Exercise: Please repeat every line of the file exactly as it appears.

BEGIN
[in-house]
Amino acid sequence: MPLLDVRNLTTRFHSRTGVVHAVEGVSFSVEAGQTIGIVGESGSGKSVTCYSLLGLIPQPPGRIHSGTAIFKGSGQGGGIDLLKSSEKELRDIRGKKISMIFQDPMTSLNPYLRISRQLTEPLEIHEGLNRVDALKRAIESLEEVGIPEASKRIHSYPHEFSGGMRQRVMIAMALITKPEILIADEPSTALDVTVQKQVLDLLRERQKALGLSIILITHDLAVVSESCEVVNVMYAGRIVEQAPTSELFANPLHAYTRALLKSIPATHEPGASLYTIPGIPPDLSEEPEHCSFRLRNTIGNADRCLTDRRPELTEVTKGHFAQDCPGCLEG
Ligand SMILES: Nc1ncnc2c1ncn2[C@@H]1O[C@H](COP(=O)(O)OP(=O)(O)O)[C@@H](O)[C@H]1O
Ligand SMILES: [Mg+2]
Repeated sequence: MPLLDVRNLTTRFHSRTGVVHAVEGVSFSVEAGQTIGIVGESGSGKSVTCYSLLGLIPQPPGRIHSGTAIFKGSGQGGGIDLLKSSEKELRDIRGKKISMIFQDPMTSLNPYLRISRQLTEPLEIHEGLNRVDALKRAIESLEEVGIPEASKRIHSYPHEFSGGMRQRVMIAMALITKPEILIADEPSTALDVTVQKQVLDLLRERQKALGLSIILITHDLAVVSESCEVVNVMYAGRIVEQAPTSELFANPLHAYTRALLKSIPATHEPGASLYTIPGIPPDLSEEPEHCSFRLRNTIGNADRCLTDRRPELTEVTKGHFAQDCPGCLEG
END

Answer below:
[in-house]
Amino acid sequence: MPLLDVRNLTTRFHSRTGVVHAVEGVSFSVEAGQTIGIVGESGSGKSVTCYSLLGLIPQPPGRIHSGTAIFKGSGQGGGIDLLKSSEKELRDIRGKKISMIFQDPMTSLNPYLRISRQLTEPLEIHEGLNRVDALKRAIESLEEVGIPEASKRIHSYPHEFSGGMRQRVMIAMALITKPEILIADEPSTALDVTVQKQVLDLLRERQKALGLSIILITHDLAVVSESCEVVNVMYAGRIVEQAPTSELFANPLHAYTRALLKSIPATHEPGASLYTIPGIPPDLSEEPEHCSFRLRNTIGNADRCLTDRRPELTEVTKGHFAQDCPGCLEG
Ligand SMILES: Nc1ncnc2c1ncn2[C@@H]1O[C@H](COP(=O)(O)OP(=O)(O)O)[C@@H](O)[C@H]1O
Ligand SMILES: [Mg+2]
Repeated sequence: MPLLDVRNLTTRFHSRTGVVHAVEGVSFSVEAGQTIGIVGESGSGKSVTCYSLLGLIPQPPGRIHSGTAIFKGSGQGGGIDLLKSSEKELRDIRGKKISMIFQDPMTSLNPYLRISRQLTEPLEIHEGLNRVDALKRAIESLEEVGIPEASKRIHSYPHEFSGGMRQRVMIAMALITKPEILIADEPSTALDVTVQKQVLDLLRERQKALGLSIILITHDLAVVSESCEVVNVMYAGRIVEQAPTSELFANPLHAYTRALLKSIPATHEPGASLYTIPGIPPDLSEEPEHCSFRLRNTIGNADRCLTDRRPELTEVTKGHFAQDCPGCLEG